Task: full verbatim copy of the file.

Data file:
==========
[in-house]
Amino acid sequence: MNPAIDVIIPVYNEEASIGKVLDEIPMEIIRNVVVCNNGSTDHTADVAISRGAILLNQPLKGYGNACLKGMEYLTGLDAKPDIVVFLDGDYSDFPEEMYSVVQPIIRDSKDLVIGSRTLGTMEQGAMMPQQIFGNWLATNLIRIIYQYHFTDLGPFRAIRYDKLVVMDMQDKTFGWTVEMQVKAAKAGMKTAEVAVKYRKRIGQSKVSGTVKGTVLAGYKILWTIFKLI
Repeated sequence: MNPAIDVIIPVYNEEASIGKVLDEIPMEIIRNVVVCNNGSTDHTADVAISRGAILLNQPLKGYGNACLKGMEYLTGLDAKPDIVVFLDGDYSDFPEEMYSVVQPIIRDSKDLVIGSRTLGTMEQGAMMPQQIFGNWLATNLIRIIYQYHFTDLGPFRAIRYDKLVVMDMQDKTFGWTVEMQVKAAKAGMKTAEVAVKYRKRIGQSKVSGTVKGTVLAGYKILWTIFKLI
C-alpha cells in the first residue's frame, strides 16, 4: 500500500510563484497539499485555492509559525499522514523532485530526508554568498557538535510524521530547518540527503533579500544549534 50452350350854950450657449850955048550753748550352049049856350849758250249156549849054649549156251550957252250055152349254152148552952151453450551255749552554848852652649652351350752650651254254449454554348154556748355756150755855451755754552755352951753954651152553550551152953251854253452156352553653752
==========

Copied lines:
[in-house]
Amino acid sequence: MNPAIDVIIPVYNEEASIGKVLDEIPMEIIRNVVVCNNGSTDHTADVAISRGAILLNQPLKGYGNACLKGMEYLTGLDAKPDIVVFLDGDYSDFPEEMYSVVQPIIRDSKDLVIGSRTLGTMEQGAMMPQQIFGNWLATNLIRIIYQYHFTDLGPFRAIRYDKLVVMDMQDKTFGWTVEMQVKAAKAGMKTAEVAVKYRKRIGQSKVSGTVKGTVLAGYKILWTIFKLI
Repeated sequence: MNPAIDVIIPVYNEEASIGKVLDEIPMEIIRNVVVCNNGSTDHTADVAISRGAILLNQPLKGYGNACLKGMEYLTGLDAKPDIVVFLDGDYSDFPEEMYSVVQPIIRDSKDLVIGSRTLGTMEQGAMMPQQIFGNWLATNLIRIIYQYHFTDLGPFRAIRYDKLVVMDMQDKTFGWTVEMQVKAAKAGMKTAEVAVKYRKRIGQSKVSGTVKGTVLAGYKILWTIFKLI
C-alpha cells in the first residue's frame, strides 16, 4: 500500500510563484497539499485555492509559525499522514523532485530526508554568498557538535510524521530547518540527503533579500544549534 50452350350854950450657449850955048550753748550352049049856350849758250249156549849054649549156251550957252250055152349254152148552952151453450551255749552554848852652649652351350752650651254254449454554348154556748355756150755855451755754552755352951753954651152553550551152953251854253452156352553653752